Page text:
Why monitor and account for trees planted?

Figure 1: Connie lays mulch on Maesopsis eminii tree (Source: FFP)

Trees represent a symbol of resilience, life and renewal to many. Tree planting is used by corporations, politicians, and NGO’s alike as their engagement towards improving the environment. Over the years, a growing number of initiatives at diverse spatial scale propose to plant millions, billions or even trillions of trees as a simple solution to resolve complex environmental challenges such as climate change. Some of the ambitious tree planting commitments include the Bonn challenge initiative on restoring 350 million hectares to halt and rvrse the effects of land degradation and the One Trillion Trees initiatives that was launched at the 2020 world economic forum in Davos. At the local scale, similar work is being done. Notably, the Flight Free Projects team has planted 1700 trees since September 2021 on Smallholder’s land in Uganda.

Monitoring and accountability are   key components for the success of the proposed ambitious efforts to increase tree cover worldwide. The major three reasons for monitoring and accountability for tree planting projects are to improve the management of forests and ensure value for money. It also helps managers better define, detect and predict the health of trees. It tells one whether numbers are rising or falling and depicting changes in species composition, age structure and biomass. Furthermore, monitoring increases public involvement in environmental stewardship because through monitoring, the planters keep motivated.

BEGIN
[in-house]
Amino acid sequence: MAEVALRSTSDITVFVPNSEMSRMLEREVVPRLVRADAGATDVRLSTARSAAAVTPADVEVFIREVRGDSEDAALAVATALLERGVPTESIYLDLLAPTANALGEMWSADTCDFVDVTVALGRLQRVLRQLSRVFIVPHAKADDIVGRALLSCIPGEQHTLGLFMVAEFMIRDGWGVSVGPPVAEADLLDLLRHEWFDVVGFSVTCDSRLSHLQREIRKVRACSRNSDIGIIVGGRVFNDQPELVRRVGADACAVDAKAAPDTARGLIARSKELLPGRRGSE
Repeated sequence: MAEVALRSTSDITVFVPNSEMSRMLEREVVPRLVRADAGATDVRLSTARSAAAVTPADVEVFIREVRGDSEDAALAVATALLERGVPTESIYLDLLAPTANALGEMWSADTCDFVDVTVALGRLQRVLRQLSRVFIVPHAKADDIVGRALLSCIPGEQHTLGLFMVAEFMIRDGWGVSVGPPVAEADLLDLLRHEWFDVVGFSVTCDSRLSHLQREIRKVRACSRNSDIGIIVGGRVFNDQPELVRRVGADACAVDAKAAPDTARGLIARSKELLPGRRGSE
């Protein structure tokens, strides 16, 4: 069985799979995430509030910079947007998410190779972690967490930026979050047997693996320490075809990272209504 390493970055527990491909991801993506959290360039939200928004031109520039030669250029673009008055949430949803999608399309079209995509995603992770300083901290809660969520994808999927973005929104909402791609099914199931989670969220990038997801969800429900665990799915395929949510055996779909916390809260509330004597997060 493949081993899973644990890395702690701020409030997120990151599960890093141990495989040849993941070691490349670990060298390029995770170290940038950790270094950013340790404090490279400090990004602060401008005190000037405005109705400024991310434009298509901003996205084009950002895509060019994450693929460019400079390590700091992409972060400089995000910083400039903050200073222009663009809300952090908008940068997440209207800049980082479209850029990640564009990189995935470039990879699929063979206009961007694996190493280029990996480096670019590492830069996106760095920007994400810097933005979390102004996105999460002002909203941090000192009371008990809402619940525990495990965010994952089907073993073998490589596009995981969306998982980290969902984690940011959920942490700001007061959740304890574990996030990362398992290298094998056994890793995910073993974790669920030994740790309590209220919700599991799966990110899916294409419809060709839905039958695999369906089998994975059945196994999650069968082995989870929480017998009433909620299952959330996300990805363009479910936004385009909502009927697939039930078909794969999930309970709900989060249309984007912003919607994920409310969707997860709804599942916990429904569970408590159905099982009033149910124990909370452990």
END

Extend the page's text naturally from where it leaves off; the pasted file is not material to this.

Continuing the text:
Figure 2: FFP staff check a tree ravaged by a garden fire during the visit

It’s on such grounds that the Flight Free Projects team made a follow-up visit on the trees planted during the second season of 2021. For one farmer 330 of the 350 trees planted survived and looked healthy. On the other hand, out of the 150 trees planted by another farmer in the same area, only 50 survived. He reported that he had to leave for farming in a faraway area, and could not come back to monitor the trees. Some were burnt by wildfires, while others stunted due to weed infestation. While monitoring by organization staff is crucial, it is key to ensure that farmers chosen to plant with commit time to monitoring and ensuring that trees grow well, to
ensure value for money and efficiency of restoration projects. Monitoring of planted forests is critical in tracking tree growth and ensuring that they are developing in a healthy way and in the expected time, as well as receiving the necessary water and nutrients.

In conclusion, monitoring and accounting of trees planted is important because we are able;

  • To assess the survival rate of the trees planted in the previous seasons.
  • Learn about challenges and get solutions for efficient implementation of future projects
  • To confirm that the right number of trees were planted on the planned areas.
  • To ensure that farmers are accountable for trees planted
  • To educate farmers and forestry officers on new nursery and planting techniques

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